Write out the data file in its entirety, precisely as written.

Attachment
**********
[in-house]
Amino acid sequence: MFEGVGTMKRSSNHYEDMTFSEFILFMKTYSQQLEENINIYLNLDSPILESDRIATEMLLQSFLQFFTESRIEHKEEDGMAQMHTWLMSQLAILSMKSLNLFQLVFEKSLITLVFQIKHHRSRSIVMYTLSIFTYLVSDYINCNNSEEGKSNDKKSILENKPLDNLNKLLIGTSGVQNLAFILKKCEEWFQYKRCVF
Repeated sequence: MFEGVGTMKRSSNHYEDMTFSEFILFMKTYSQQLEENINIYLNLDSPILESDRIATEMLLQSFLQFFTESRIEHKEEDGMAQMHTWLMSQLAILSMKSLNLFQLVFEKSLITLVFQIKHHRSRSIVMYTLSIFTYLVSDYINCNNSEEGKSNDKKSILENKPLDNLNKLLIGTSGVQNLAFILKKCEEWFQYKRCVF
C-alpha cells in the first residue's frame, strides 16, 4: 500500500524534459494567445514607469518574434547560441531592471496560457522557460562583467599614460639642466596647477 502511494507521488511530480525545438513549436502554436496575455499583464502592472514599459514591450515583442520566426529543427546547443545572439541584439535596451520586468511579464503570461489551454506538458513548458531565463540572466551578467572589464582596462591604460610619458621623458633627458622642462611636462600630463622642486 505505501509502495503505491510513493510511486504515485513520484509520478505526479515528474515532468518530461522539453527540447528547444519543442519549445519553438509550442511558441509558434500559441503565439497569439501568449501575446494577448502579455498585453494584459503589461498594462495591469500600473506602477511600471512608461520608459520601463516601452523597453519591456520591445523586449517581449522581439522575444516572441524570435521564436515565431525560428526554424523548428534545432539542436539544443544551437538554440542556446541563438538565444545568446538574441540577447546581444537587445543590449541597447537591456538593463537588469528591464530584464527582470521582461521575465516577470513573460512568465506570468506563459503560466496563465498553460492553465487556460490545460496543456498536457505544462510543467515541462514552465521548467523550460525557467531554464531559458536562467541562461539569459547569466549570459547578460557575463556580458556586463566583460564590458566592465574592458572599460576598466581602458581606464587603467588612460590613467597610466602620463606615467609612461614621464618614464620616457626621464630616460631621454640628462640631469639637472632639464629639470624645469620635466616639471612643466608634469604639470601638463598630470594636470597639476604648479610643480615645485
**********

[in-house]
Amino acid sequence: MFEGVGTMKRSSNHYEDMTFSEFILFMKTYSQQLEENINIYLNLDSPILESDRIATEMLLQSFLQFFTESRIEHKEEDGMAQMHTWLMSQLAILSMKSLNLFQLVFEKSLITLVFQIKHHRSRSIVMYTLSIFTYLVSDYINCNNSEEGKSNDKKSILENKPLDNLNKLLIGTSGVQNLAFILKKCEEWFQYKRCVF
Repeated sequence: MFEGVGTMKRSSNHYEDMTFSEFILFMKTYSQQLEENINIYLNLDSPILESDRIATEMLLQSFLQFFTESRIEHKEEDGMAQMHTWLMSQLAILSMKSLNLFQLVFEKSLITLVFQIKHHRSRSIVMYTLSIFTYLVSDYINCNNSEEGKSNDKKSILENKPLDNLNKLLIGTSGVQNLAFILKKCEEWFQYKRCVF
C-alpha cells in the first residue's frame, strides 16, 4: 500500500524534459494567445514607469518574434547560441531592471496560457522557460562583467599614460639642466596647477 502511494507521488511530480525545438513549436502554436496575455499583464502592472514599459514591450515583442520566426529543427546547443545572439541584439535596451520586468511579464503570461489551454506538458513548458531565463540572466551578467572589464582596462591604460610619458621623458633627458622642462611636462600630463622642486 505505501509502495503505491510513493510511486504515485513520484509520478505526479515528474515532468518530461522539453527540447528547444519543442519549445519553438509550442511558441509558434500559441503565439497569439501568449501575446494577448502579455498585453494584459503589461498594462495591469500600473506602477511600471512608461520608459520601463516601452523597453519591456520591445523586449517581449522581439522575444516572441524570435521564436515565431525560428526554424523548428534545432539542436539544443544551437538554440542556446541563438538565444545568446538574441540577447546581444537587445543590449541597447537591456538593463537588469528591464530584464527582470521582461521575465516577470513573460512568465506570468506563459503560466496563465498553460492553465487556460490545460496543456498536457505544462510543467515541462514552465521548467523550460525557467531554464531559458536562467541562461539569459547569466549570459547578460557575463556580458556586463566583460564590458566592465574592458572599460576598466581602458581606464587603467588612460590613467597610466602620463606615467609612461614621464618614464620616457626621464630616460631621454640628462640631469639637472632639464629639470624645469620635466616639471612643466608634469604639470601638463598630470594636470597639476604648479610643480615645485